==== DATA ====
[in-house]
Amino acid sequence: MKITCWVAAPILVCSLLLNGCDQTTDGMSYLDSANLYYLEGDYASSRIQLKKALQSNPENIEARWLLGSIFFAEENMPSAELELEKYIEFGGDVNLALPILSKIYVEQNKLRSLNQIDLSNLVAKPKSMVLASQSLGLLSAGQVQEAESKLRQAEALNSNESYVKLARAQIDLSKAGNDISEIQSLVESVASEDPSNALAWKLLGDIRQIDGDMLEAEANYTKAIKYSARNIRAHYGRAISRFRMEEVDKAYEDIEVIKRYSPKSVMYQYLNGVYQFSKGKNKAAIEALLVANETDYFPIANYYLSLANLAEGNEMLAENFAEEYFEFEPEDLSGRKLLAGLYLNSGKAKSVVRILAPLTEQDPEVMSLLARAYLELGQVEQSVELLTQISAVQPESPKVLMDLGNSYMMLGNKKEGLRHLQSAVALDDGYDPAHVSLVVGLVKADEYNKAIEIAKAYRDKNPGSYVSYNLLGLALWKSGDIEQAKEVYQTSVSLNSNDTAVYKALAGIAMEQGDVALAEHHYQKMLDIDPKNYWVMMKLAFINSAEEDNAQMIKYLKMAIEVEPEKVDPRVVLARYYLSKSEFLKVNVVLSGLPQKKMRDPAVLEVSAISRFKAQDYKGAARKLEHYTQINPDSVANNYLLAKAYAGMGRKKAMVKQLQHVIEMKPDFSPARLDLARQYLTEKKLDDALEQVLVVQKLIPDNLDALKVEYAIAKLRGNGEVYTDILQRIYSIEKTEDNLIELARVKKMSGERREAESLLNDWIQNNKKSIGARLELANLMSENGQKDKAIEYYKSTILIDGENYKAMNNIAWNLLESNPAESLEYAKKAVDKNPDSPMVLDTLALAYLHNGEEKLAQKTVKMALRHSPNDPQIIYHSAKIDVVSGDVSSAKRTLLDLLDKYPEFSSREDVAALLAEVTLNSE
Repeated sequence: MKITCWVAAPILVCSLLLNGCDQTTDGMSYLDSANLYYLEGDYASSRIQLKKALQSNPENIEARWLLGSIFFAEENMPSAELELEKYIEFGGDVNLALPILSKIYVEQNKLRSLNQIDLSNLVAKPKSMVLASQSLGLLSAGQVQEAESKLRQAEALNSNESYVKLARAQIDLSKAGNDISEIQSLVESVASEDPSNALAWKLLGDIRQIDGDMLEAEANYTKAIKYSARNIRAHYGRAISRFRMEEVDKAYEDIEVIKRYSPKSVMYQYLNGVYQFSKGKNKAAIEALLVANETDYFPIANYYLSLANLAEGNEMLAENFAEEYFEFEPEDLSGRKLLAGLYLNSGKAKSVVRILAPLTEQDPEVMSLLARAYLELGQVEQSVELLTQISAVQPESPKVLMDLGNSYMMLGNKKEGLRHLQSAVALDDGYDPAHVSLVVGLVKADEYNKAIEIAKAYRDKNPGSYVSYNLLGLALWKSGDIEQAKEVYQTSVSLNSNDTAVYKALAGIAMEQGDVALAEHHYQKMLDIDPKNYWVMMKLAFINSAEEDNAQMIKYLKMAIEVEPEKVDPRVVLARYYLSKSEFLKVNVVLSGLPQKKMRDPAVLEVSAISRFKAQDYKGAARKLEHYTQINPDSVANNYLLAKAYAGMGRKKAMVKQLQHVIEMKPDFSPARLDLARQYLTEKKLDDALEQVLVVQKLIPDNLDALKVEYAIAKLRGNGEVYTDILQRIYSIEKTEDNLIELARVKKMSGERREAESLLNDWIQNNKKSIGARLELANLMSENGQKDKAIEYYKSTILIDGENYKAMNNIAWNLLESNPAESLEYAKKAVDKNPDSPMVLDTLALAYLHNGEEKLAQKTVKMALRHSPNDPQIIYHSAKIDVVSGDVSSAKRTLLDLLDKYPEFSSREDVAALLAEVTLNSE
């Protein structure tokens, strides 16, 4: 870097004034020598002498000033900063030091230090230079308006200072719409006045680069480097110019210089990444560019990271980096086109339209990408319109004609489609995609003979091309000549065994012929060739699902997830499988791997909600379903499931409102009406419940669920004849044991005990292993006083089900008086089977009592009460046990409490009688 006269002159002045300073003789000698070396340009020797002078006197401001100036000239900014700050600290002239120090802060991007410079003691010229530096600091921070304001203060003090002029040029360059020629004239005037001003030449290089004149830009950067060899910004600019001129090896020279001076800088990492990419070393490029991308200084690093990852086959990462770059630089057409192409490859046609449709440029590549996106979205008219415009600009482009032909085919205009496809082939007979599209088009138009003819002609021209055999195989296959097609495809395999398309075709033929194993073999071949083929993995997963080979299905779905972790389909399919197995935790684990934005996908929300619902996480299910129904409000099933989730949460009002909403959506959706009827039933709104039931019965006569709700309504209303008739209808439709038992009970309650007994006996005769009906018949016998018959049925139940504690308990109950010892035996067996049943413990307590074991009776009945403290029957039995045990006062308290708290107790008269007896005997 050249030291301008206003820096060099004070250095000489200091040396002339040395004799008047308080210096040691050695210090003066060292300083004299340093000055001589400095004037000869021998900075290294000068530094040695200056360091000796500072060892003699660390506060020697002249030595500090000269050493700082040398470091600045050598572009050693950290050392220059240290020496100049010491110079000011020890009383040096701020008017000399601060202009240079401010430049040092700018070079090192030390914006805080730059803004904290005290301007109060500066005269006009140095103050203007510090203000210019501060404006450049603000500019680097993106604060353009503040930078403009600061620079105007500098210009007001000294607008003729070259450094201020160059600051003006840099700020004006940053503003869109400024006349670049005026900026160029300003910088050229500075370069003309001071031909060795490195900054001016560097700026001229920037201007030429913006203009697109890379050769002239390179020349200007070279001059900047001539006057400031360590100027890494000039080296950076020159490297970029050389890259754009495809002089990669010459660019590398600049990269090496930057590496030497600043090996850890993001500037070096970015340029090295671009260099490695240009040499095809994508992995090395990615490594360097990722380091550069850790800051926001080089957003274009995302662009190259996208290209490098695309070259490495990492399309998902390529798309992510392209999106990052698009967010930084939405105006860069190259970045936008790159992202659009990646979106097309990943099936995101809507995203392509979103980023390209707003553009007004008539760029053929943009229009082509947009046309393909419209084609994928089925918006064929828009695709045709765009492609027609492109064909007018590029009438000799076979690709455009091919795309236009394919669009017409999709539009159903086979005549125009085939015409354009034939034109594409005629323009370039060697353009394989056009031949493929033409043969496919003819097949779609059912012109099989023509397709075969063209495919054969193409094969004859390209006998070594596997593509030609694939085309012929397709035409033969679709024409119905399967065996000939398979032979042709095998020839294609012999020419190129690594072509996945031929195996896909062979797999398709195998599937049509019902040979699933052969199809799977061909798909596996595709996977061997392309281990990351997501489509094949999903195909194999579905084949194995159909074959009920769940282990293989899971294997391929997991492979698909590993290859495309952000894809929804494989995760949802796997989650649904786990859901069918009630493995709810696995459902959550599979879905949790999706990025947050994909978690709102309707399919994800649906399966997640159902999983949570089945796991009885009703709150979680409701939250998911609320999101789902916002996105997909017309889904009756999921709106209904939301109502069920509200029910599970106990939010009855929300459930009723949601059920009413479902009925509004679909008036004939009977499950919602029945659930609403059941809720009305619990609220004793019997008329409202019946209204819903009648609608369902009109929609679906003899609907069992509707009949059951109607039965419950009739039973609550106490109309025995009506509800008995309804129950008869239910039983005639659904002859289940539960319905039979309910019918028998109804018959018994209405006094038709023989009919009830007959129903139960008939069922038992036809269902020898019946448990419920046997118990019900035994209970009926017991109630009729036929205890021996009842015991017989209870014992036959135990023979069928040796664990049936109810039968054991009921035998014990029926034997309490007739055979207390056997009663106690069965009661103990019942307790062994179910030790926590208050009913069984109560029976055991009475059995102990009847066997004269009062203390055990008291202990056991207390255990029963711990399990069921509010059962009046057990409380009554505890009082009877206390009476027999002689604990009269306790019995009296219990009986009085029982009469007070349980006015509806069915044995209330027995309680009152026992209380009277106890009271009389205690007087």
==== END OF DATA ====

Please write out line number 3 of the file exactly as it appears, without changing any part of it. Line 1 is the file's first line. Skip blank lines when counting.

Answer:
Repeated sequence: MKITCWVAAPILVCSLLLNGCDQTTDGMSYLDSANLYYLEGDYASSRIQLKKALQSNPENIEARWLLGSIFFAEENMPSAELELEKYIEFGGDVNLALPILSKIYVEQNKLRSLNQIDLSNLVAKPKSMVLASQSLGLLSAGQVQEAESKLRQAEALNSNESYVKLARAQIDLSKAGNDISEIQSLVESVASEDPSNALAWKLLGDIRQIDGDMLEAEANYTKAIKYSARNIRAHYGRAISRFRMEEVDKAYEDIEVIKRYSPKSVMYQYLNGVYQFSKGKNKAAIEALLVANETDYFPIANYYLSLANLAEGNEMLAENFAEEYFEFEPEDLSGRKLLAGLYLNSGKAKSVVRILAPLTEQDPEVMSLLARAYLELGQVEQSVELLTQISAVQPESPKVLMDLGNSYMMLGNKKEGLRHLQSAVALDDGYDPAHVSLVVGLVKADEYNKAIEIAKAYRDKNPGSYVSYNLLGLALWKSGDIEQAKEVYQTSVSLNSNDTAVYKALAGIAMEQGDVALAEHHYQKMLDIDPKNYWVMMKLAFINSAEEDNAQMIKYLKMAIEVEPEKVDPRVVLARYYLSKSEFLKVNVVLSGLPQKKMRDPAVLEVSAISRFKAQDYKGAARKLEHYTQINPDSVANNYLLAKAYAGMGRKKAMVKQLQHVIEMKPDFSPARLDLARQYLTEKKLDDALEQVLVVQKLIPDNLDALKVEYAIAKLRGNGEVYTDILQRIYSIEKTEDNLIELARVKKMSGERREAESLLNDWIQNNKKSIGARLELANLMSENGQKDKAIEYYKSTILIDGENYKAMNNIAWNLLESNPAESLEYAKKAVDKNPDSPMVLDTLALAYLHNGEEKLAQKTVKMALRHSPNDPQIIYHSAKIDVVSGDVSSAKRTLLDLLDKYPEFSSREDVAALLAEVTLNSE